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Word of Mouth
Mon June 9, 2014
What Is "Twee"?
We spoke with Marc Spitz about his new book Twee, in which he tries to give a comprehensive and explanatory history of “the gentle revolution.”
(You can hear that conversation here.)
The tenants of Twee are varied but they come down to this: there is darkness in this world that can only be overcome by cultivating passions that foster beauty and evoke a sense of innocence, goodness, and childhood.
In other words, when the world gets scary, just put a bird on it.
As with any cultural movement, the question of Twee can spark long debates (and trying to sort through “Twee vs. Not Twee” makes an awesome party game). To get you up to speed, here’s a handy list of things that are definitively Twee. As Twee defies categorization, we present this to you as a holistic experience, books mixing with music mixing with…hairstyles?
Zooey Deschanel: At the top of the list is the Queen of Twee. Why not build up to her? Why not let her be the final piece of the Twee puzzle? Because there is no better way to set the foundation for a lesson in Twee than presenting you to the reigning monarch. Think about everything you’ve ever associated with Zooey D. Ukuleles, cardigans, baby animals, spurning Joseph Gordon-Levitt in the name of true love. Twee, Twee, a thousand times Twee.
Belle and Sebastian: This Scottish band drafted the score of an entire movement with their “wistful pop” sound that is somehow both upbeat and existential. Their name’s origin is even Twee, inspired by a 1960s French children’s book.
Catcher in the Rye: A hit of young angst coupled with the desire for a return to childhood, this 1951 novel by J. D. Salinger has become a sacred relic for teenagers, high school English teachers, and Twee alike. On that note…
The Perks of Being A Wallflower: This became no less Twee for having been adapted for the silver screen. The movie is based on the 1999 novel which has been hailed as a modern Catcher in the Rye. The climactic moment of Twee, perhaps of all time, is the scene where our young protagonist stands up in the back of a pickup truck and faces the rushing air (and the proverbial constraints of society), causing him to reflect, “And in this moment, I swear we are infinite.” Infinitely Twee, perhaps.
Cardigans: Perfect for cozying up to read a beloved children’s book or going into the garden to pick some fresh veggies, cardigans are Twee you can wear. They have the bonus of being cute, on top of being the clothing of choice for the icon of joy and caring, Mr. Rogers. Plus, it’s probably available at your local thrift store in various patterns that remind you of your grandparents.
Charlotte’s Web: Since the reclamation of childhood innocence is as central to the Twee movement as jadedness is to Punk, this 1952 novel about a magical spider helping to save a loveable pig from his inevitable fate at the wrong end of an axe is definitely Twee. But Charlotte also tells Wilbur, “After all, what's a life, anyway? We're born, we live a little while, we die. By helping you, perhaps I was trying to lift up my life a trifle. Heaven knows anyone’s life can stand a little of that.” That moment alone could mark her, or her author, E. B. White, as a godparent of Twee.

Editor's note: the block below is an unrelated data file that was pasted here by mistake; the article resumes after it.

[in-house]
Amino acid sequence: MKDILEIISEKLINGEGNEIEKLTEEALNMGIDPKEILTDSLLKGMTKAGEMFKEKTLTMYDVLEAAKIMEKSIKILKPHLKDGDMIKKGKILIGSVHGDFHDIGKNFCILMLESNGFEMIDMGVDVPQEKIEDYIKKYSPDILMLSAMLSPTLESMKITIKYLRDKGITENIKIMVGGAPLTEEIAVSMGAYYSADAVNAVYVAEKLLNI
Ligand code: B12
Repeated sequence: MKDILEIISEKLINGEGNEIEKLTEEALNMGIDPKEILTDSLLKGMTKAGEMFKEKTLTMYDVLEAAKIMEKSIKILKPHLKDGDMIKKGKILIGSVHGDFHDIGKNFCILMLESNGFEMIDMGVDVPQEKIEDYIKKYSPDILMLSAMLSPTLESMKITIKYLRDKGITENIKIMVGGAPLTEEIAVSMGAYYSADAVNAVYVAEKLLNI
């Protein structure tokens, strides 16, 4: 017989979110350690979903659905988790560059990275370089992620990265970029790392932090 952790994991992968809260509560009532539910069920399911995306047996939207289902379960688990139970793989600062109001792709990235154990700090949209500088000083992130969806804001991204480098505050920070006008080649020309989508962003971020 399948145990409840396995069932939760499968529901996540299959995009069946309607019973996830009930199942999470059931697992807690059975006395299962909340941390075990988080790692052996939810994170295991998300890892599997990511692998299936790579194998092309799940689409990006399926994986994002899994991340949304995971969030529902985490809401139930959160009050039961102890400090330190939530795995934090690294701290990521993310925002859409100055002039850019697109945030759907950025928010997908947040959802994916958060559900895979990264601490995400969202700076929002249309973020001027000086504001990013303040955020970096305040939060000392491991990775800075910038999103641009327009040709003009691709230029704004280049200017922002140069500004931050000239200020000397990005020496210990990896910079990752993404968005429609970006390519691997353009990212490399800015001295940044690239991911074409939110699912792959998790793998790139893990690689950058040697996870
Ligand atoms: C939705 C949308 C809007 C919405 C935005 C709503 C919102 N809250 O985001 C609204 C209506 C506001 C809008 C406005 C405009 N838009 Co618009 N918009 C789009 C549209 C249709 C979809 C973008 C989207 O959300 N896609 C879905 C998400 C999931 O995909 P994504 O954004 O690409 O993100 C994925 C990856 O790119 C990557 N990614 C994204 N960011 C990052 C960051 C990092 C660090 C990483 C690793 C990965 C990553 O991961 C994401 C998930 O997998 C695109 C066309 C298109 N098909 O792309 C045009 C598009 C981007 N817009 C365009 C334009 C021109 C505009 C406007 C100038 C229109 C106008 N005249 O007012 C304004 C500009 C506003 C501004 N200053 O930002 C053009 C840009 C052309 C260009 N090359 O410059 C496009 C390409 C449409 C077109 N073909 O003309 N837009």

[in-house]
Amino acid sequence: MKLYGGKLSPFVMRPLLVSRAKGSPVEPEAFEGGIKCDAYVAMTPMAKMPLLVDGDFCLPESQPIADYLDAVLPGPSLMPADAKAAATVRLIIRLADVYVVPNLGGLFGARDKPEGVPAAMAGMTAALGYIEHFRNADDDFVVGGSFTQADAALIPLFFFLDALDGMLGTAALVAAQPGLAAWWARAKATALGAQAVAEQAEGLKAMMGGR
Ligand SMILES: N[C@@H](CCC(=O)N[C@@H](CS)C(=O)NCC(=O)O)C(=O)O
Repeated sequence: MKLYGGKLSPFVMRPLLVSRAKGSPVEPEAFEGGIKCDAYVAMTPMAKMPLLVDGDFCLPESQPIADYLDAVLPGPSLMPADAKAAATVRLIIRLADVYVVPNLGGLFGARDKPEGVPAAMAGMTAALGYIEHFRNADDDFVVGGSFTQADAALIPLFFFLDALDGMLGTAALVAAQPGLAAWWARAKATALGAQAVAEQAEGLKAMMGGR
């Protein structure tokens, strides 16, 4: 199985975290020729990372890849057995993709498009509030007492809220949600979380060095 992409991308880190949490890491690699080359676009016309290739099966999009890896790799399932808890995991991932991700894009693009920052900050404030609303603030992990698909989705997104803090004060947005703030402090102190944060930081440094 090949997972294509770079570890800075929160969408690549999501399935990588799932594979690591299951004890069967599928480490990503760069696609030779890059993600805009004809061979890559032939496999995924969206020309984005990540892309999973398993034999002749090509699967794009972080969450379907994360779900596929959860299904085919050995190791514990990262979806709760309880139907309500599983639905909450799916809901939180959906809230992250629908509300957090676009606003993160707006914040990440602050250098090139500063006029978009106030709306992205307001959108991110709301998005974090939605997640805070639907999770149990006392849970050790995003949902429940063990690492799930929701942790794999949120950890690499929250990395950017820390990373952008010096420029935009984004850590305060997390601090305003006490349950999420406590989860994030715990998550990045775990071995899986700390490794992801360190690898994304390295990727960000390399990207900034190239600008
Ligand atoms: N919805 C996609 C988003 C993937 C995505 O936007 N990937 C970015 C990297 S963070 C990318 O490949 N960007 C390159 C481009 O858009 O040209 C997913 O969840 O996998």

Moonrise Kingdom: Pehaps the strongest argument for the growth of Twee in American culture is Moonrise Kingdom, the 2012 movie that has been Wes Anderson’s most profitable venture yet (Mr. Anderson himself is very Twee, and he’ll make another appearance further down on this list). The movie grossed over $45 million in the US, a surprisingly good haul for a film about a couple of kids who run away together on a remote New England island. There’s a portable record player involved.
Bonus: Here's Wes Anderson explaining how he immersed himself in the universe of Roald Dahl for his work on another Twee film, Fantastic Mr. Fox. It's a sort of "Twee-ception" if you will.
Edward Gorey: Not only was Mr. Gorey the illustrator of the famous introduction sequence for the PBS Mystery! series (totally Twee, since we all know public media is a force for good), his spookily charming drawings also marked the pages of countless illustrated books. Even more Twee, much of his work has obscure publication records and can be difficult to find, even for collectors.
Nirvana: Surprised? So were we. But Marc Spitz insists that the push against mainstream success and mass culture makes the band, especially Kurt Cobain, a picture of Twee. He credits Nirvana with helping Twee expand its reach by bringing counterculture to people otherwise outside its, admittedly limited, reach. Presumably in the Midwest.
Disney: Not the man, but the brand. Or at least its message. For every cocker spaniel who falls in love with a mutt, there is a person reclaiming a little bit of idealized childhood joy.
Bangs: Think about the people who have bangs. Now think about the people between the ages 18-40 who have bangs. These people are probably Twee.
Brooklyn: In the context of Twee, Brooklyn isn’t just a place, it’s a mindset. You don’t have to be in New York to get Brooklyn, you can be in Austin, a trendy Parisian café, or someone’s basement listening to The Smiths. The key to Brooklyn is the willingness to be charmed in the face of the rest of the world.
All this may have got you wondering: who on the Word of Mouth staff is the most Twee? The honor goes uncontested to Logan Shannon.
You can catch the entire interview with Marc Spitz here.
So, are you Twee? Answer our poll right here:
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